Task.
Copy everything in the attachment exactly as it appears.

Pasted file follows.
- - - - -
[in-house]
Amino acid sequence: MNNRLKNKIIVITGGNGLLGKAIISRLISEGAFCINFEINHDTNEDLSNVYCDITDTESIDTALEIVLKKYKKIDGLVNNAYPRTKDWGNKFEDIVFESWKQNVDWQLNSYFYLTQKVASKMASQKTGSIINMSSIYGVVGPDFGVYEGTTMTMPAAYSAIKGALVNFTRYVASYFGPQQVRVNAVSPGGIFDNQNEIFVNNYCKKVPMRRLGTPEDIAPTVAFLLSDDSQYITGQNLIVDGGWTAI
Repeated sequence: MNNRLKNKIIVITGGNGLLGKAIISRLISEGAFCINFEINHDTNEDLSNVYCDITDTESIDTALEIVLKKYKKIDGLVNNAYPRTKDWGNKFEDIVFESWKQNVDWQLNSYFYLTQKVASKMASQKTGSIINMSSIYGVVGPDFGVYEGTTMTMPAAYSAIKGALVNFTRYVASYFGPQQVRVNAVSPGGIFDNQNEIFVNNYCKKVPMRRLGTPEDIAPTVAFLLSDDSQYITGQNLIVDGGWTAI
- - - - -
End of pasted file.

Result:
[in-house]
Amino acid sequence: MNNRLKNKIIVITGGNGLLGKAIISRLISEGAFCINFEINHDTNEDLSNVYCDITDTESIDTALEIVLKKYKKIDGLVNNAYPRTKDWGNKFEDIVFESWKQNVDWQLNSYFYLTQKVASKMASQKTGSIINMSSIYGVVGPDFGVYEGTTMTMPAAYSAIKGALVNFTRYVASYFGPQQVRVNAVSPGGIFDNQNEIFVNNYCKKVPMRRLGTPEDIAPTVAFLLSDDSQYITGQNLIVDGGWTAI
Repeated sequence: MNNRLKNKIIVITGGNGLLGKAIISRLISEGAFCINFEINHDTNEDLSNVYCDITDTESIDTALEIVLKKYKKIDGLVNNAYPRTKDWGNKFEDIVFESWKQNVDWQLNSYFYLTQKVASKMASQKTGSIINMSSIYGVVGPDFGVYEGTTMTMPAAYSAIKGALVNFTRYVASYFGPQQVRVNAVSPGGIFDNQNEIFVNNYCKKVPMRRLGTPEDIAPTVAFLLSDDSQYITGQNLIVDGGWTAI